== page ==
Over the last half century, you have looked past the borders of this prosperous land and made the freedom and well-being of others your concern: leading the global effort to lift people out of poverty far away from here, standing up for human rights around the world, as the Prime Minister said, sometimes almost alone—standing against those who would practice terror against the innocent. Denmark provides more peacekeepers proportionally than any other nation in the entire world, and I hope you are all very proud of that.

You were among the first to heed Bosnia's call. Despite the loss of brave Danish soldiers while the war raged, you have never wavered. For your unshakable commitment to peace and for all you do, I have come here to say on behalf of the American people, we thank you.

Now we must draw on your example to finish the work of overcoming one of the greatest barriers of our time, the division of Europe. And this past week we have shown we can do it not by force of arms but by the power of peace. This week we have seen the face of the new Europe. In Madrid, during our NATO Summit, we saw 44 countries from all corners of the continent come together to forge a common future. We saw the most successful defensive alliance in history reach out its hand to new members and extend its hand to Ukraine and to Russia, now our partners in building a bright future.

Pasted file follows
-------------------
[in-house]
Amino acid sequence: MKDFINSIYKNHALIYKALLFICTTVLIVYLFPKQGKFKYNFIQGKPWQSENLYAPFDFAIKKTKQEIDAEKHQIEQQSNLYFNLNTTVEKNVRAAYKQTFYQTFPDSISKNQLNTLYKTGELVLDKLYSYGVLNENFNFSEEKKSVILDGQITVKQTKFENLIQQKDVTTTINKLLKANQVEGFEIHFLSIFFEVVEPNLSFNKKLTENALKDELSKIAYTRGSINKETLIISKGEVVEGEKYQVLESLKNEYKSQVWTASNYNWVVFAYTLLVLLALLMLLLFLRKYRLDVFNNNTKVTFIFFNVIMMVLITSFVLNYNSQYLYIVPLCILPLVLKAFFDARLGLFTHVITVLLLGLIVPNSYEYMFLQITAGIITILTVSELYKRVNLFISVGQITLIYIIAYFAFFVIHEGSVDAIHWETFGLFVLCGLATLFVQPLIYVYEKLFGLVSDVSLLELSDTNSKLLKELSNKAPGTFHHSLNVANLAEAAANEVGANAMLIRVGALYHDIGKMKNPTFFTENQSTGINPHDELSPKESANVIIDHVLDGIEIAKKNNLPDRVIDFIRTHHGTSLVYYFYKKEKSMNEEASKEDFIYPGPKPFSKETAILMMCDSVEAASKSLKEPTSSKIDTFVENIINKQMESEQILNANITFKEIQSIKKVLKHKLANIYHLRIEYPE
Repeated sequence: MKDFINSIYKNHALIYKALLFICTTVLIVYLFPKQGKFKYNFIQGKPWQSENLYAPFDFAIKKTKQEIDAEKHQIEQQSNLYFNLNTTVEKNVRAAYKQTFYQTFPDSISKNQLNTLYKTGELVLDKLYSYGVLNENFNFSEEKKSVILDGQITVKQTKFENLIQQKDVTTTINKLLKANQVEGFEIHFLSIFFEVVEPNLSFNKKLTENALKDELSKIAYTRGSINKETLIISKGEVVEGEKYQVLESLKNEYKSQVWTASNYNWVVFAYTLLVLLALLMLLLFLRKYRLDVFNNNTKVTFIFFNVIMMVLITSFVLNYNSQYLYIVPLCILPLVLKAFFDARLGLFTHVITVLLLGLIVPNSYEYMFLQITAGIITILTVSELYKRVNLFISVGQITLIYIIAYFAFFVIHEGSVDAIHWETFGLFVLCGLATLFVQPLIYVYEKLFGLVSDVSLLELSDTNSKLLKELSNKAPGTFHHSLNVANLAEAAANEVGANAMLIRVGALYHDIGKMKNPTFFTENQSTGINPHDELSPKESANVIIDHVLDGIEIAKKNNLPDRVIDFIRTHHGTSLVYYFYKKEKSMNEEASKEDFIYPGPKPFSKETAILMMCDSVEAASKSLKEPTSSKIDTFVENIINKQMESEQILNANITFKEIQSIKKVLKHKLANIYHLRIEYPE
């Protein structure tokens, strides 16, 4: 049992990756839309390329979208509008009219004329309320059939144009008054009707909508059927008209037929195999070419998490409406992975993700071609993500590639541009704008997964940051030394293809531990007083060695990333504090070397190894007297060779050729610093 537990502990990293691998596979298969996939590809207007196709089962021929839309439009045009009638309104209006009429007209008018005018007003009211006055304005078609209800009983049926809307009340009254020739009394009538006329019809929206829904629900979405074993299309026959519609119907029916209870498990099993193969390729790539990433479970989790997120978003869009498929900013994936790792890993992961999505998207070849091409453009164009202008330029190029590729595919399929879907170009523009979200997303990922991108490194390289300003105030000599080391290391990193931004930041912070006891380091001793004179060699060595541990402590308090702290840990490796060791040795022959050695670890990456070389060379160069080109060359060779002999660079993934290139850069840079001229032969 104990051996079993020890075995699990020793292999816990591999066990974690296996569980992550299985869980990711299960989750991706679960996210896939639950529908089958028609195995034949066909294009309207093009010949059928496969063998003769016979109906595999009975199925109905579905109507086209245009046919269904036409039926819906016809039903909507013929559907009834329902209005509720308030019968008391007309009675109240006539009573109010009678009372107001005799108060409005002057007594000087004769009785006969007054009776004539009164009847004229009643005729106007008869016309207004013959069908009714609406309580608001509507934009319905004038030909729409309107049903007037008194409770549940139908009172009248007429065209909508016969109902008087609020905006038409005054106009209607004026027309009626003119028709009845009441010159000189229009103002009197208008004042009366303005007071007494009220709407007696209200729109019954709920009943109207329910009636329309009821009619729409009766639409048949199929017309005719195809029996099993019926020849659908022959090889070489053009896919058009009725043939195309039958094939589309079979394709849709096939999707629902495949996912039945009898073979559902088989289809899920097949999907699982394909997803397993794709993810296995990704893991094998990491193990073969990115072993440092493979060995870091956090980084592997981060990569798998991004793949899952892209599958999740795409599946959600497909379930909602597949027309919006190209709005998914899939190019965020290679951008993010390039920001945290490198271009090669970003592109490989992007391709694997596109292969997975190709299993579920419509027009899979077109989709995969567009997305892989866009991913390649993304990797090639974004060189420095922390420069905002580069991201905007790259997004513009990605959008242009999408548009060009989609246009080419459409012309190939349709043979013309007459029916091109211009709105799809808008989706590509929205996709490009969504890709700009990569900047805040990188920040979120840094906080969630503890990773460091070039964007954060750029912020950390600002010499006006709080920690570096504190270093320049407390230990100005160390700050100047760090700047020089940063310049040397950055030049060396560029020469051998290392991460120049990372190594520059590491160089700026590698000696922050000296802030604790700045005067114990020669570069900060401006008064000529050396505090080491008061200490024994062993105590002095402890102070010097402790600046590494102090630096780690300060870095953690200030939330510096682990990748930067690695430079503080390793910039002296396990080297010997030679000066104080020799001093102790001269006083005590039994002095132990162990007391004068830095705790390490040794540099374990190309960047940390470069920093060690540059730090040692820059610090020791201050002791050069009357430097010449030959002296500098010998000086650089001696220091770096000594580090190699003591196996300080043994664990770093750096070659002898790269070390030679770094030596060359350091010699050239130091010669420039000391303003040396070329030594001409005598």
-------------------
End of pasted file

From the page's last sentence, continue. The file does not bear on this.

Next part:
We saw nations large and small, new democracies and old ones, join to clear away the debris of old blocs of nations to build new bonds of partnership. In Poland, one of three nations invited to join the alliance, we saw the joy of a people at last secure in their freedom and sure of their place in Europe, people who seized their moment and changed the course of their history and who now sound ready to guarantee a future of freedom to others. Yesterday in Bucharest, Romania, a nation we believe that will soon be ready to join our alliance, we saw the faces of a people—over 100,000 of them—who freed themselves from yesterday's tyranny and are just as determined to seize the promise of tomorrow.